If you want to help people start a business, it’s better to give them a loan than a handout. If you want to prevent the spread of HIV and unwanted pregnancies, teach people about safe sex and make condoms widely available. If you want students to learn, put them in smaller classes with new textbooks.
These are all reasonable assumptions based on what we know about economics and human nature. But none stand up—or at least, none are as simple as they seem—when subjected to the kind of randomized controlled trials that have recently been transforming the way we think about economic development and aid to poor countries. Is randomization as revolutionary as its proponents claim? Or is it just another illusory fix to the intractable problem of global poverty?
The idea behind randomized controlled trials should be familiar to any high school science student. In order to test the effect of a variable on a given subject, you need a control group where the variable is not present. In a medical trial, this could mean giving a new drug to one group of patients and a placebo to another. In development, it could mean giving loans and business training to the poorest women in one group of villages in a given area, but not another group, and studying what happens over the next few months.
Nongovernmental organizations and governments have been slow to adopt the idea of testing programs to help the poor in this way. But proponents of randomization—“randomistas,” as they’re sometimes called—argue that many programs meant to help the poor are being implemented without sufficient evidence that they’re helping, or even not hurting.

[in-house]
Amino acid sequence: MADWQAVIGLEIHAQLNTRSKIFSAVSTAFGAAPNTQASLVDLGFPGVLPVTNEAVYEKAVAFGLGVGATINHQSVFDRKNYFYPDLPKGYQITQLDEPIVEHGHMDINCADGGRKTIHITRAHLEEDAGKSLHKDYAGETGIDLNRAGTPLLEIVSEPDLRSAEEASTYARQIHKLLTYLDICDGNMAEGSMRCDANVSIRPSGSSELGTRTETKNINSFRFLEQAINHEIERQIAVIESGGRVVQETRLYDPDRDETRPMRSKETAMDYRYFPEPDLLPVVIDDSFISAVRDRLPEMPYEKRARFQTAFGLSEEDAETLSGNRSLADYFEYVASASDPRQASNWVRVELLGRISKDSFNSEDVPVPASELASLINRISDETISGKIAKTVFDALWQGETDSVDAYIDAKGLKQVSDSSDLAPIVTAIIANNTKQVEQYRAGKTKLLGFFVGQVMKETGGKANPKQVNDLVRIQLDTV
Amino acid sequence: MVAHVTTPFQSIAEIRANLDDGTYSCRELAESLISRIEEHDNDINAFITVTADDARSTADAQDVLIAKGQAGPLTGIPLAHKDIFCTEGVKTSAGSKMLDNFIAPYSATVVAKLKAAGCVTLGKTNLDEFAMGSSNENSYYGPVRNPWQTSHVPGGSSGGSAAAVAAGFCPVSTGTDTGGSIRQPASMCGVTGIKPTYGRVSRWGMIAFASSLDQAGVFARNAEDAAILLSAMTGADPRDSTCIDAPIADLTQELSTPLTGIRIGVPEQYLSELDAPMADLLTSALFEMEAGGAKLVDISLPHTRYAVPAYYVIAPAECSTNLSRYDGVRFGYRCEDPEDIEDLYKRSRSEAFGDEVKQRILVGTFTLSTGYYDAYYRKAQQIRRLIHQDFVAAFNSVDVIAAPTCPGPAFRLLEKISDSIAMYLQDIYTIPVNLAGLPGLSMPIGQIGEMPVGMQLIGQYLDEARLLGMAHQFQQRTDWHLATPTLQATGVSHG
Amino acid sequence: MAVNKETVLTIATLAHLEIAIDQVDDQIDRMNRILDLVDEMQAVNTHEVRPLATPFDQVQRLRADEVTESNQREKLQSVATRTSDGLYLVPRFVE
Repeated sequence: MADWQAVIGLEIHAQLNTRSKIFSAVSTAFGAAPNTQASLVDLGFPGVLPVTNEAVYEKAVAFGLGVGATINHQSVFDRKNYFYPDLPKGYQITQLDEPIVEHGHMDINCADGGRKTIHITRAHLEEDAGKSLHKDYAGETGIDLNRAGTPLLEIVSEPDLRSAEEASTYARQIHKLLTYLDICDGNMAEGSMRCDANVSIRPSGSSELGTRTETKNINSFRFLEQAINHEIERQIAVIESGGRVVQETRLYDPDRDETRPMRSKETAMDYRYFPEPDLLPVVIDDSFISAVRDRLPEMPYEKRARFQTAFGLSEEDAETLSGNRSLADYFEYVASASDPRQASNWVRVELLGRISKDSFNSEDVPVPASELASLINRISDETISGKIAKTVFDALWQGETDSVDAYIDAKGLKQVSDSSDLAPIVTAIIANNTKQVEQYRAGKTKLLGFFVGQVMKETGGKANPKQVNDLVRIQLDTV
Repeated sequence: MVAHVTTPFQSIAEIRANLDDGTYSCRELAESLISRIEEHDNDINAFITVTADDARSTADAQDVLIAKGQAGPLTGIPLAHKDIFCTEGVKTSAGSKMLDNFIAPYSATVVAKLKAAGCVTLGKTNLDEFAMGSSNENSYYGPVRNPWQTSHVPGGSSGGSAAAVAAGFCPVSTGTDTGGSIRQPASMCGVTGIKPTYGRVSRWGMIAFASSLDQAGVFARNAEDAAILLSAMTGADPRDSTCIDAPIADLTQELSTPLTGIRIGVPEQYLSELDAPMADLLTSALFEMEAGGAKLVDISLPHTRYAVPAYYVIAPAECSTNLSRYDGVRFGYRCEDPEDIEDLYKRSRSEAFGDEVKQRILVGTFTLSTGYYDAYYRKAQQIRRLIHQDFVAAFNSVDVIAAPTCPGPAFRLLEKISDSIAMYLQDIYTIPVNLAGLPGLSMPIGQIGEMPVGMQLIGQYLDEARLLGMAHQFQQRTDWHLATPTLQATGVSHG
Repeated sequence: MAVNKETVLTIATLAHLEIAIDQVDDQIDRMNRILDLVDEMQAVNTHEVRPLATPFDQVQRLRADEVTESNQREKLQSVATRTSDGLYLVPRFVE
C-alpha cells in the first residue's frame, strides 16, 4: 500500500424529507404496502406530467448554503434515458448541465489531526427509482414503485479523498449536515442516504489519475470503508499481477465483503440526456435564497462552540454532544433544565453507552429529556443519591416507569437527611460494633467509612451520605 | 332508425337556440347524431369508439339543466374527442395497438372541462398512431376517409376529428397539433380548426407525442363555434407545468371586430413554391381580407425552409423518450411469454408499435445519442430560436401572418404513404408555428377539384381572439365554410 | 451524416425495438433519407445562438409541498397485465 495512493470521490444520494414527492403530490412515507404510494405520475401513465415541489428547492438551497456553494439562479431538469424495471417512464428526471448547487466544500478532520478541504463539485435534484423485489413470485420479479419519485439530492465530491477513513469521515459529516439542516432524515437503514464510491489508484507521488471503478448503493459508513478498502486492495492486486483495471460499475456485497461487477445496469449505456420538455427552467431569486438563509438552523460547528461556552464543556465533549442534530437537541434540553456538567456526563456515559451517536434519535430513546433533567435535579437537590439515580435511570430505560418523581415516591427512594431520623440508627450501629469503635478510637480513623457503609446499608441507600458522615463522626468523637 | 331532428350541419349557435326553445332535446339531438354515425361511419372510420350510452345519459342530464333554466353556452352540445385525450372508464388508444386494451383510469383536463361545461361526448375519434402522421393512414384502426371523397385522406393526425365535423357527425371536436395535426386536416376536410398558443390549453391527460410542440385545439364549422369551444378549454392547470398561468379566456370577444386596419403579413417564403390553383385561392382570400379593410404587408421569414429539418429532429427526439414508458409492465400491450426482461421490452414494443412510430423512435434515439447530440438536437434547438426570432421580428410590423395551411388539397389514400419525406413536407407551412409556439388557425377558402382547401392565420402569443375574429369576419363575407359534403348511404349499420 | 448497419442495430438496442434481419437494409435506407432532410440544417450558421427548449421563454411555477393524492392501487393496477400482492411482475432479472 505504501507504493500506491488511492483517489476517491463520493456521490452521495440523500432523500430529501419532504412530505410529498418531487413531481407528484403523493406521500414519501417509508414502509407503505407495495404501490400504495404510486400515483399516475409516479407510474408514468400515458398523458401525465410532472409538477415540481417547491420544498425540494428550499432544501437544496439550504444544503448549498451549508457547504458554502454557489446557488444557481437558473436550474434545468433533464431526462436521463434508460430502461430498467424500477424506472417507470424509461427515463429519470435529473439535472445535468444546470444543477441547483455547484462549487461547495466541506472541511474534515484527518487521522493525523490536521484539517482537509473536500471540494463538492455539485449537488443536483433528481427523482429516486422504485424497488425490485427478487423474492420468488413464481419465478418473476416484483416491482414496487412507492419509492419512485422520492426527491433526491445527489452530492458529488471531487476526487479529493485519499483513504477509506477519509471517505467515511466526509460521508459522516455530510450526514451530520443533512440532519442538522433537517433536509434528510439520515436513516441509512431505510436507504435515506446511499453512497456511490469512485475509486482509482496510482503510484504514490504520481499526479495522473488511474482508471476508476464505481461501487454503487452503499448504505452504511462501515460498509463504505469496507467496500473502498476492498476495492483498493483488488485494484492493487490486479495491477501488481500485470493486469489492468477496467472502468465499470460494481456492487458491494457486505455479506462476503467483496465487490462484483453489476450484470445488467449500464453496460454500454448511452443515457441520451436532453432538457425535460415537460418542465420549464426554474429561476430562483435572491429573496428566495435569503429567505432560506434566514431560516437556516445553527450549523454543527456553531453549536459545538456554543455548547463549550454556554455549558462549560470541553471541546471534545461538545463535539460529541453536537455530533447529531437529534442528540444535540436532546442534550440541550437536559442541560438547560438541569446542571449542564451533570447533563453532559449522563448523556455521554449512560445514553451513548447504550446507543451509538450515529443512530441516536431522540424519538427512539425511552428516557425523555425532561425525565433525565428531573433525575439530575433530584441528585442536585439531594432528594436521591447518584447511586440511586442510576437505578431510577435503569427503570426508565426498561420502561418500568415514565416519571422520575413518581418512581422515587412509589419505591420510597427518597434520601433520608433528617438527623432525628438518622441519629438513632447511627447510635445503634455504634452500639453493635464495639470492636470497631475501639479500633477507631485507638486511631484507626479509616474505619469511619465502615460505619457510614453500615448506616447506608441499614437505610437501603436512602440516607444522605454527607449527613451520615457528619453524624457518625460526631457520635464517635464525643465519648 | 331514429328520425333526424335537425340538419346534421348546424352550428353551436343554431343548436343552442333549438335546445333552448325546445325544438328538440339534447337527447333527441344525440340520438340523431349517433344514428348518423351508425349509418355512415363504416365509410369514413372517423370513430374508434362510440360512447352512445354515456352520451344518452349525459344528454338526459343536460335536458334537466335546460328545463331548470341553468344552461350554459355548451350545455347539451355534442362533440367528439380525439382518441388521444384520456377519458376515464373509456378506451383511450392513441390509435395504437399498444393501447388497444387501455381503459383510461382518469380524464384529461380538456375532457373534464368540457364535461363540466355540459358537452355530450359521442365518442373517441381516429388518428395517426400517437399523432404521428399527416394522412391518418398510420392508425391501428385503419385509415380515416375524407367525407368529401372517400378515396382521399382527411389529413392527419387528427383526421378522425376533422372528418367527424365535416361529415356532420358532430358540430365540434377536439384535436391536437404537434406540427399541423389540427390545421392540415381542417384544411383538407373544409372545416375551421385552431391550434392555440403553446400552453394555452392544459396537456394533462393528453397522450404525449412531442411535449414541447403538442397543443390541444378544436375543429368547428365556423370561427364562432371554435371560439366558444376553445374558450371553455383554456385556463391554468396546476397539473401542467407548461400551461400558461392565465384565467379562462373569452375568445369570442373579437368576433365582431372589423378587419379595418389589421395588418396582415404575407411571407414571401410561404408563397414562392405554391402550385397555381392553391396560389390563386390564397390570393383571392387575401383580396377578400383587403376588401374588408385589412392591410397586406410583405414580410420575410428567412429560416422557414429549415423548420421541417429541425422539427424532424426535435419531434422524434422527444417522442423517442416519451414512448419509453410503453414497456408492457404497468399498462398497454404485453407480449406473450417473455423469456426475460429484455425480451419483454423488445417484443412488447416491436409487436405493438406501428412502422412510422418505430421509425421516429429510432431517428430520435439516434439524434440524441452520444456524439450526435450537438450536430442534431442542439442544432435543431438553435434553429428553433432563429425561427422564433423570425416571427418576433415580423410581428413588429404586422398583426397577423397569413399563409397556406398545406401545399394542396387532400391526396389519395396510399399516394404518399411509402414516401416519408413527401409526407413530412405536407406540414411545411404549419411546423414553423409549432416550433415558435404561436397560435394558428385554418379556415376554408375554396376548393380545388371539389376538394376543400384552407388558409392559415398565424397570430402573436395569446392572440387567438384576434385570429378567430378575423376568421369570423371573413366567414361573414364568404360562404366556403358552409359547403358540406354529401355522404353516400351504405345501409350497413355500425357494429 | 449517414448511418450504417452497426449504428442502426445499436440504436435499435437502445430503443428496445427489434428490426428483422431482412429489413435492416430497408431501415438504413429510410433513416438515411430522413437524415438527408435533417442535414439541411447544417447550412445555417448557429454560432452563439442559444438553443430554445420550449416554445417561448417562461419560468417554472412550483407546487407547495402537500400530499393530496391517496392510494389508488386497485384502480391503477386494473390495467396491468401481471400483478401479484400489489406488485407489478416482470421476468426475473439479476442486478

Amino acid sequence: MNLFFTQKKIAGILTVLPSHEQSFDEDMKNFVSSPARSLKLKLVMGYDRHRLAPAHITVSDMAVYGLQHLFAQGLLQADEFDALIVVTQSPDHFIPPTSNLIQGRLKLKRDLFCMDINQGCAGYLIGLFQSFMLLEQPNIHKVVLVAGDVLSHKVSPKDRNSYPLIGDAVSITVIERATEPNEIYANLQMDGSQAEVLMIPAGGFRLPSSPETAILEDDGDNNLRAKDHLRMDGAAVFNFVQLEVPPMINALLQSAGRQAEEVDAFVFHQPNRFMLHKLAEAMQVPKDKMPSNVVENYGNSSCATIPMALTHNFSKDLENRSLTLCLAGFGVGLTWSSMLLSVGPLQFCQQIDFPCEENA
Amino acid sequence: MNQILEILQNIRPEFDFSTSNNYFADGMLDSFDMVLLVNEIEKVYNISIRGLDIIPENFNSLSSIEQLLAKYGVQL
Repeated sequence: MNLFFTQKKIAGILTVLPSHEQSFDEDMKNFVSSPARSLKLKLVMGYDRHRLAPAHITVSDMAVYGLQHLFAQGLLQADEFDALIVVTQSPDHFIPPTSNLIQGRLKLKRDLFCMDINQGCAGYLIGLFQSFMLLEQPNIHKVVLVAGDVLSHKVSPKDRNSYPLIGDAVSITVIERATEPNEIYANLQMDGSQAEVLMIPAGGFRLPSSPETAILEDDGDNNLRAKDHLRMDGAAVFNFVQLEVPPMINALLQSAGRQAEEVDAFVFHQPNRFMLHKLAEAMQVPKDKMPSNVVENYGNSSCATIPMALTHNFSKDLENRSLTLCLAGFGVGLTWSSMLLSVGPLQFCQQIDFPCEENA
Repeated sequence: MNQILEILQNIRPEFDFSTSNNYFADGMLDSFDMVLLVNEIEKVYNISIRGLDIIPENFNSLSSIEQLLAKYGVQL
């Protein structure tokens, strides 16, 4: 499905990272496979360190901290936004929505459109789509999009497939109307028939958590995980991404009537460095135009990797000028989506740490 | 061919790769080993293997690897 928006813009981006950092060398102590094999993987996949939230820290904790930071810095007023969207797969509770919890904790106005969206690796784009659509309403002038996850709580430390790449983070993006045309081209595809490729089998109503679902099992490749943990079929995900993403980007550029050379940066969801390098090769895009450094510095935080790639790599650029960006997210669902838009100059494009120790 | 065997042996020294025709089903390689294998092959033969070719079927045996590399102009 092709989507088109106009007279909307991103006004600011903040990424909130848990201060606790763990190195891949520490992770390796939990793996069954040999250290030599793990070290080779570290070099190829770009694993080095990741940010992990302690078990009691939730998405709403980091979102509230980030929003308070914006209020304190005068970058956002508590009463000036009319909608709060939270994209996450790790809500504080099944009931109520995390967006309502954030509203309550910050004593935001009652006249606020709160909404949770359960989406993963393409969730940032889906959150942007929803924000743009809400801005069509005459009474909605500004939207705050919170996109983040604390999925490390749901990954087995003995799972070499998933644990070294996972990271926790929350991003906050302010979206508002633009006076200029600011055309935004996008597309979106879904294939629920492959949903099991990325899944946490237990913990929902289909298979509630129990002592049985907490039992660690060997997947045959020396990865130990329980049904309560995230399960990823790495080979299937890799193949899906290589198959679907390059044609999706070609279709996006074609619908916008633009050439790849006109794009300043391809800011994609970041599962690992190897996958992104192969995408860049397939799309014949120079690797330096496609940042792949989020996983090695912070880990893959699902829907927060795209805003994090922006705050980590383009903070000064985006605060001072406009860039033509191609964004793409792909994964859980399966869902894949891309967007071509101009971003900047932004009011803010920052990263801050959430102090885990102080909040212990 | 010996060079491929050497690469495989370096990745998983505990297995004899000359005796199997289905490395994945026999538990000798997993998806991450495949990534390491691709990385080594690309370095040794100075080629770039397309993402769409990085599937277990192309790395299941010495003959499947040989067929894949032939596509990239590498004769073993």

Economist Michael Kremer, now the Gates Professor of Developing Societies at Harvard University, carried out one of the earliest randomized development experiments to gain widespread attention, in western Kenya in the early 1990s. Schools in the area had a chronic shortage of textbooks; there was a consensus that more were needed to improve educational outcomes. But when 25 schools out of 100 were randomly chosen to receive new textbooks, they showed little change in average test scores—the only students whose performance did seem to improve were those already at the top of their classes.
The problem likely had to do with language: School is taught in English in Kenya, but for most students it’s a third language behind Swahili and local languages. New textbooks might help those who already speak English well, but for the majority of students, they make little difference without new ways of teaching. Another study by Kremer and Edward Miguel found that providing students in Kenyan schools with deworming medicine not only improved health outcomes but also decreased rates of absenteeism by one quarter.
The gospel of randomized controlled trials, or RCTs, has spread significantly since Kremer’s early studies. “I’m not suggesting that every organization in every situation should be doing this,” Kremer told Slate. “The vast majority of development projects are not subject to any evaluation of this type, but I’d argue the number should at least be greater than it is now.”